Some officers might find it daunting to police the community in which they live and grew up in. Every driver stopped for speeding could be their neighbor, every bad accident could involve a friend.But for retiring Westhampton Beach Village Police Sergeant Kerry Laube, that direct connection to his hometown over the past 17 years strengthened his sense of dedication to both his department and community.
“Some people have differences of opinion on the matter of working locally where you grew up—they think it makes the job harder,” Sgt. Laube, whose last day on the job will be this Friday, January 6, explained during a recent interview. “I have always found it made the job more rewarding, because knowing most of the people made it easier in most respects.”
Born in Southampton, Sgt. Laube, 54, moved to Westhampton as a child with his family and graduated from Westhampton Beach High School in 1980. After receiving his diploma, he spent the next three years working at the Hampton Art Cinema in the village, which his family ran at the time, before serving as a bartender at the now closed Westhampton Beach bowling alley. He also was employed as a beer delivery truck driver for a stretch.
He changed his career course on July 9, 1984—in the middle of the Cold War between the United States and Russia—when he enlisted in the Navy and volunteered to work on nuclear submarines. After two years of training, Sgt. Laube was assigned to the engineering room of the USS Lafayette.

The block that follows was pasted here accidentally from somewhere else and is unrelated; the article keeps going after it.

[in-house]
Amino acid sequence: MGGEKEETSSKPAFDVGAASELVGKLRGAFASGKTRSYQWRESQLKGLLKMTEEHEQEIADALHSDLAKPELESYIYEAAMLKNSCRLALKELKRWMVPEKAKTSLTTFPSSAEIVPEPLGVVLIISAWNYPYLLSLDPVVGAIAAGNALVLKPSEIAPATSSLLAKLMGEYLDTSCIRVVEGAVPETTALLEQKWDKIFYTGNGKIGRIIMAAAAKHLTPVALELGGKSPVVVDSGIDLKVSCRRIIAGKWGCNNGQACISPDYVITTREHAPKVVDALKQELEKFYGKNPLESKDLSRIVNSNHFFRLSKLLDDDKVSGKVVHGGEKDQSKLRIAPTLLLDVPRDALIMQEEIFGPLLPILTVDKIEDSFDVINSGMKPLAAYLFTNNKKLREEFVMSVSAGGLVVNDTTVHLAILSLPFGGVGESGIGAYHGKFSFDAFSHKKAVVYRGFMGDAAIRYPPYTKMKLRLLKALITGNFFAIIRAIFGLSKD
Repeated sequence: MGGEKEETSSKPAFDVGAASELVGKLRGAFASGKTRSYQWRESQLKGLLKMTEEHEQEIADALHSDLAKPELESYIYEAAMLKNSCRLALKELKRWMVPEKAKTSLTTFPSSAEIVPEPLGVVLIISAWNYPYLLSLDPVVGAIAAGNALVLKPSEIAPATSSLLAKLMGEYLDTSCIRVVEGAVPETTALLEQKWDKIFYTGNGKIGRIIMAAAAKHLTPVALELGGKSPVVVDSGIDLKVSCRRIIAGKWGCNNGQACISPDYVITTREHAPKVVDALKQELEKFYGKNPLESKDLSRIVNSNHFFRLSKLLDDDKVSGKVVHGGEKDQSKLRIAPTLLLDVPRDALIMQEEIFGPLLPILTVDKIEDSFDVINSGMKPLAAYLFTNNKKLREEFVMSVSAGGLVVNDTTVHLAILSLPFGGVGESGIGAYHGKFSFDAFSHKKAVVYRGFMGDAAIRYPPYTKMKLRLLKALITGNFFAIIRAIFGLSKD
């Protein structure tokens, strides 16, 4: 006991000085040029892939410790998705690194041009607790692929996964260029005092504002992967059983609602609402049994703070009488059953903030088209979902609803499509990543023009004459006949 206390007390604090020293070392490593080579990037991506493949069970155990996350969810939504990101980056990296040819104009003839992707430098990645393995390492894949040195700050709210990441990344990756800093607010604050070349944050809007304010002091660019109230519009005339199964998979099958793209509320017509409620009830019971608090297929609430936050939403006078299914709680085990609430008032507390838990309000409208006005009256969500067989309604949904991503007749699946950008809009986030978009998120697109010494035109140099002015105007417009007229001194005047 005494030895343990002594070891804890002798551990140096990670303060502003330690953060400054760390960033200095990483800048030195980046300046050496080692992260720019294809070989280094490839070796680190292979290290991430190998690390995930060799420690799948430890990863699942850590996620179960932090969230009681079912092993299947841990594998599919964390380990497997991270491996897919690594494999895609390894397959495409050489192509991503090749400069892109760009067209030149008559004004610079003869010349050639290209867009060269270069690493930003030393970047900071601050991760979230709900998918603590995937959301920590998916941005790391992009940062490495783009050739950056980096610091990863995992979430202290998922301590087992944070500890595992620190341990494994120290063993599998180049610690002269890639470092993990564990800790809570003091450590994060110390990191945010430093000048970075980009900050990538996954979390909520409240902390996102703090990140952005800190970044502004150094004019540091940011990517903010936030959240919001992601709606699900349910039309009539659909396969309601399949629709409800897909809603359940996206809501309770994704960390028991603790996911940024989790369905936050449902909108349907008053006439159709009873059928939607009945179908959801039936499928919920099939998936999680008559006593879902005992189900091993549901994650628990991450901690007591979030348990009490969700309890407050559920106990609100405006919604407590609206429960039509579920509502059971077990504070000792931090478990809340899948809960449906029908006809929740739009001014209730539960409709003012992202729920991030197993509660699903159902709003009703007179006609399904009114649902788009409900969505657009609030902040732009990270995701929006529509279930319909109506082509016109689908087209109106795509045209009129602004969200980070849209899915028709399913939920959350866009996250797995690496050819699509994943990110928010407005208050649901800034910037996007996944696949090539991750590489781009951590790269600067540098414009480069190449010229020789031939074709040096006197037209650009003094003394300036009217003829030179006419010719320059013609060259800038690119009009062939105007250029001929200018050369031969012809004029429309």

He and his fellow crew members, who were based out of Groton, Connecticut, would fly back and forth to their vessel, which was stationed out of a base in Holy Loch, Scotland, every few months so they could complete patrols that lasted 105 days. The submarine had two crews, the blue and the gold teams, and Sgt. Laube was a member of the former. He would serve seven patrol cycles before being honorably discharged from the military in June 1990.
“It was during the Cold War,” Sgt. Laube said about his time aboard the USS Lafayette. “We used to do ballistic missile drills. We weren’t shooting them per se, but we would run drills where we didn’t know if we were going to actually fire a missile or not. We ran these quite frequently.”
After leaving the Navy, Sgt. Laube returned to Westhampton Beach and briefly worked at Brookhaven National Laboratory in Upton. It was around this time that he began volunteering with the Westhampton Beach Fire Department, and that was when he overhead that then-Westhampton Beach Police Chief Conrad Teller would soon be sending a new group of recruits to the Suffolk County Police Academy.
Explaining that he always had an interest in being a cop, Sgt. Laube said he refocused his energy and ended up joining the village’s police force in December 1992. “I thought okay, this is my chance,” he recalled.
He graduated from the police academy in May 1993 and began working as a seasonal officer that summer; he was offered a full-time position in 1999 and the rest is history.